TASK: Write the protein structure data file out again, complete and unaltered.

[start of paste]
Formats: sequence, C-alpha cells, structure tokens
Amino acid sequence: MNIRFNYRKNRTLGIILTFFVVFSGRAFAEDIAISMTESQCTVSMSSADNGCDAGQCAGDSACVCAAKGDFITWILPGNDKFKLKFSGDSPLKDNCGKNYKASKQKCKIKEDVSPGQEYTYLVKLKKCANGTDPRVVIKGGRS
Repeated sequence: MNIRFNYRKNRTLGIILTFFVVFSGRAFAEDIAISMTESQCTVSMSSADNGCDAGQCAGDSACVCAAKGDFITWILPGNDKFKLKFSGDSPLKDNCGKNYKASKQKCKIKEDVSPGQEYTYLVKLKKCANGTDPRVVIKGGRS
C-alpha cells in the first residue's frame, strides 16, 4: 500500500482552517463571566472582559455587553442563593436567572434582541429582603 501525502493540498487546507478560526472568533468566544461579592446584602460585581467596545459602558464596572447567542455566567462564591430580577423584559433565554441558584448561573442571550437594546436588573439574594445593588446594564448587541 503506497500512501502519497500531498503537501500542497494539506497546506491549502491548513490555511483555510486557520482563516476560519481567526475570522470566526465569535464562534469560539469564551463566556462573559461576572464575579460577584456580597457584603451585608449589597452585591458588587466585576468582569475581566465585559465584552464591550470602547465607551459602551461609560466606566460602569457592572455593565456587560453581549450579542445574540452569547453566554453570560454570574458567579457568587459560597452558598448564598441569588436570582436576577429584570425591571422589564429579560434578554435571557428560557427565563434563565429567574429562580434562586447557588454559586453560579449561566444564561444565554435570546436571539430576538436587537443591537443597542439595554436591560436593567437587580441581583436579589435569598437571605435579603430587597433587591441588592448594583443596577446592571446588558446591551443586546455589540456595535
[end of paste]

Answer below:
Formats: sequence, C-alpha cells, structure tokens
Amino acid sequence: MNIRFNYRKNRTLGIILTFFVVFSGRAFAEDIAISMTESQCTVSMSSADNGCDAGQCAGDSACVCAAKGDFITWILPGNDKFKLKFSGDSPLKDNCGKNYKASKQKCKIKEDVSPGQEYTYLVKLKKCANGTDPRVVIKGGRS
Repeated sequence: MNIRFNYRKNRTLGIILTFFVVFSGRAFAEDIAISMTESQCTVSMSSADNGCDAGQCAGDSACVCAAKGDFITWILPGNDKFKLKFSGDSPLKDNCGKNYKASKQKCKIKEDVSPGQEYTYLVKLKKCANGTDPRVVIKGGRS
C-alpha cells in the first residue's frame, strides 16, 4: 500500500482552517463571566472582559455587553442563593436567572434582541429582603 501525502493540498487546507478560526472568533468566544461579592446584602460585581467596545459602558464596572447567542455566567462564591430580577423584559433565554441558584448561573442571550437594546436588573439574594445593588446594564448587541 503506497500512501502519497500531498503537501500542497494539506497546506491549502491548513490555511483555510486557520482563516476560519481567526475570522470566526465569535464562534469560539469564551463566556462573559461576572464575579460577584456580597457584603451585608449589597452585591458588587466585576468582569475581566465585559465584552464591550470602547465607551459602551461609560466606566460602569457592572455593565456587560453581549450579542445574540452569547453566554453570560454570574458567579457568587459560597452558598448564598441569588436570582436576577429584570425591571422589564429579560434578554435571557428560557427565563434563565429567574429562580434562586447557588454559586453560579449561566444564561444565554435570546436571539430576538436587537443591537443597542439595554436591560436593567437587580441581583436579589435569598437571605435579603430587597433587591441588592448594583443596577446592571446588558446591551443586546455589540456595535